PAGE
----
Dr. Harka Gurung introduced himself saying, "I am not a mountaineer...I am a mountain chronicler." He is an eminent Himalayan specialist, and a geographer by academic discipline. Dazzling the audience with his wit, Gurung addressed two critical issues: the fact that mountaineering policies are made in the "plains", and that the people of the mountains are not being properly compensated from the climbing royalty that the national exchequer collects. Answering a question, Dr. Gurung suggested that it might be appropriate if only 50 percent of royalties went to the central government, with the remaining half being put into a trust fund to benefit people of the high Himal.
Harish Kapadia, Bombay-based editor of the Himalayan Journal and a mountaineer who opened many climbing routes in Kumaon, Garhwal and Kashmir, described the state of mountaineering in the Indian Himalaya. Mountaineering in India was concentrated between clubs and groups in the major metropolises, he said. Kapadia's primary concern was the impact of war in Kashmir, which has closed many areas such as the Siachen Glacier to climbers. (He is proposing a peace park in the region.)
Croatian climber and film-maker Stipe Bozic presented his concerns in a brief but succinct manner. The lack of rescue facilities for mountaineers in the Nepal Himalaya, he felt, was a major hurdle in the further development of the sport. He suggested training courses for local climbers as well as the initiation of a system of insurance. Bozic will make a presentation on the "holy mountains" of the world on the evening of 8 December, the last day of the festival.
Former president of the Nepal Mountaineering Association, Tashi Jangbu Sherpa, provided an overview of mountaineering in Nepal, from the Darjeeling-based Sherpas taking the lead at the turn-of-century through the 'age of exploration', seige-style, and alpine-style, to solo climbing. He suggested that Western climbers had now begun to treat Nepali climbers less as 'porters' and more as peers, which was a positive evolution. However, Tashi Jangbu felt that mountaineering would not develop healthily unless Nepali mountain guides received international certification, such as a modified 'UIAGM' rating system of the kind used in Europe. "Their inherent climbing skills, backed by a recognised guide certificate, will give our climbers the confidence and credibility to be strong leaders," he said.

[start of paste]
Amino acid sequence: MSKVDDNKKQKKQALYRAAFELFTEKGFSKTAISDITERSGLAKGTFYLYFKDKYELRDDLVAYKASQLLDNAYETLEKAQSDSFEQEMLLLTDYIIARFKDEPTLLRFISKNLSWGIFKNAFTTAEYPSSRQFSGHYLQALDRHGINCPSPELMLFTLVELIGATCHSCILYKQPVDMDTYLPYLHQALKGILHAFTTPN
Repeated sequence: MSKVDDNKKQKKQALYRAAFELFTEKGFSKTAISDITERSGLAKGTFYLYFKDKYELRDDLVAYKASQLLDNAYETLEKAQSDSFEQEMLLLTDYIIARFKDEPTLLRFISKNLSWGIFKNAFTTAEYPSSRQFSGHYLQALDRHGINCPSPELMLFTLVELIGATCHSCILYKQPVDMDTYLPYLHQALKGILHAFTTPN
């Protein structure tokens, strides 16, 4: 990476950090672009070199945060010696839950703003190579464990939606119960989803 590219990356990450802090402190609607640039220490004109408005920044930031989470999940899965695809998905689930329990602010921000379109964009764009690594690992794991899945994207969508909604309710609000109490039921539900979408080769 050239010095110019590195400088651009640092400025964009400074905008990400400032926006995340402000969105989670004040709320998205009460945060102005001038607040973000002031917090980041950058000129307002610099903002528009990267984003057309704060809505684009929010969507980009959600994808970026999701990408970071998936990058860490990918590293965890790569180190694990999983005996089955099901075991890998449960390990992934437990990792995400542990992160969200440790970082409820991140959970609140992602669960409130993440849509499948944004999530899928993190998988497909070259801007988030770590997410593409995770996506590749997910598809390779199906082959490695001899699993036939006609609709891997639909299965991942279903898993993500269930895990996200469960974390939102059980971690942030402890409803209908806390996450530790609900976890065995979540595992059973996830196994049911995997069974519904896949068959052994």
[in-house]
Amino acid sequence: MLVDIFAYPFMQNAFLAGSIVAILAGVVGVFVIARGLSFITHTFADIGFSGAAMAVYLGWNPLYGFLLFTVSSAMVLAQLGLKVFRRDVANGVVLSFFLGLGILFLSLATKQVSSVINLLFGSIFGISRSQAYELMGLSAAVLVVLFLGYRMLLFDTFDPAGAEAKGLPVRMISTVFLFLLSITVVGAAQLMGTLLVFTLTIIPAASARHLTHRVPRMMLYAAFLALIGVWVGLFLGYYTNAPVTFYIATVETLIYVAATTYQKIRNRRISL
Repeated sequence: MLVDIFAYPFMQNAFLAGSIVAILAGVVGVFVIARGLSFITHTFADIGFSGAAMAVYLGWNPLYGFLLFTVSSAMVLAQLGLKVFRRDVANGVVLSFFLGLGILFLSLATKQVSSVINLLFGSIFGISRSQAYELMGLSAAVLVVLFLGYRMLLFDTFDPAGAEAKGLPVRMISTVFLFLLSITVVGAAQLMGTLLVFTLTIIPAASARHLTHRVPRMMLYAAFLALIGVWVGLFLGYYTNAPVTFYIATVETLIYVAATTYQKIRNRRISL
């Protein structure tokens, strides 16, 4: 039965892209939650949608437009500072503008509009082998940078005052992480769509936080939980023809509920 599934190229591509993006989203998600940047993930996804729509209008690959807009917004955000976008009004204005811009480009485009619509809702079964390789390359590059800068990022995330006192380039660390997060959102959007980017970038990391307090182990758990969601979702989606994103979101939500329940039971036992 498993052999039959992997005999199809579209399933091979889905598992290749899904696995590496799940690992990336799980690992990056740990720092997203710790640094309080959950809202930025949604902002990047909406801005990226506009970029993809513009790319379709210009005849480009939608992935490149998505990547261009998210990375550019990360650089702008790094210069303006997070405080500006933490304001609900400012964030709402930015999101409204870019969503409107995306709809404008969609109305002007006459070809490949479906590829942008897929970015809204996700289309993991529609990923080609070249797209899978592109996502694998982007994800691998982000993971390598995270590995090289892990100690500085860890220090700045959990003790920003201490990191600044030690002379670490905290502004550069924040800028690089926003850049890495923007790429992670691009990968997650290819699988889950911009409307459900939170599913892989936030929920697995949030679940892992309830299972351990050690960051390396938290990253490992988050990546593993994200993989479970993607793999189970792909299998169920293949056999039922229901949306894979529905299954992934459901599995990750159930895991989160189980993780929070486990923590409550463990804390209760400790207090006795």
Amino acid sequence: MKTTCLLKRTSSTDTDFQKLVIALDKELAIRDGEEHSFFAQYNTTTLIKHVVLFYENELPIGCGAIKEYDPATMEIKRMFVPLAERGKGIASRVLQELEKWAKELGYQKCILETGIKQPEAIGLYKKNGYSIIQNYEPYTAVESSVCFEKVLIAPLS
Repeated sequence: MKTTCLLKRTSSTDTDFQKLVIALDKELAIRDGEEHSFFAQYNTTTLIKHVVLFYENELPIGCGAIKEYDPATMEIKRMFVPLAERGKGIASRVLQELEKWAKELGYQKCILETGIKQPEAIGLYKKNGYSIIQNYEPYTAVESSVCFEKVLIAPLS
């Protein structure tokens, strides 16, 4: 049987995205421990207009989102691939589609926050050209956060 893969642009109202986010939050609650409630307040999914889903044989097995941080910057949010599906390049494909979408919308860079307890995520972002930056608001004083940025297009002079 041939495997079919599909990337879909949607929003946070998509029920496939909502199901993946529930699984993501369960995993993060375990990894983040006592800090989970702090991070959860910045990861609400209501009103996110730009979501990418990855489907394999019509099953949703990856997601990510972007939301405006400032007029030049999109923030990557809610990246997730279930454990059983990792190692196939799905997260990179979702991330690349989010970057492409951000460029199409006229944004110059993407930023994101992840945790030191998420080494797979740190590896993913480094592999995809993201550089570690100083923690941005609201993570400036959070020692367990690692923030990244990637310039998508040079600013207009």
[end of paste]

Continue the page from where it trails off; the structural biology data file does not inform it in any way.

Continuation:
Ang Tshering Sherpa, the present president of the Nepal Mountaineering Association (which together with Himal Association organised the symposium), spoke from the floor and made a point-by-point presentation regarding the initiatives being taken regarding training, rescue, revenue-sharing, and the matter of the much-maligned system of the 'liaison officer'.
Following the presentation by the experts, there was a give-and-take session with the audience, and the matters that came up for discussion included debate on the appropriate name - Everest/Chomolongma/Sagarmatha, the matter of royalty-sharing, environmental concerns, and, again, liaison officers.
The symposium closed on a note of introspection, with cultural activist Rinchen Yonjan suggesting from the audience that the private sector ask itself what it had done to promote the "spirit of the Himalaya".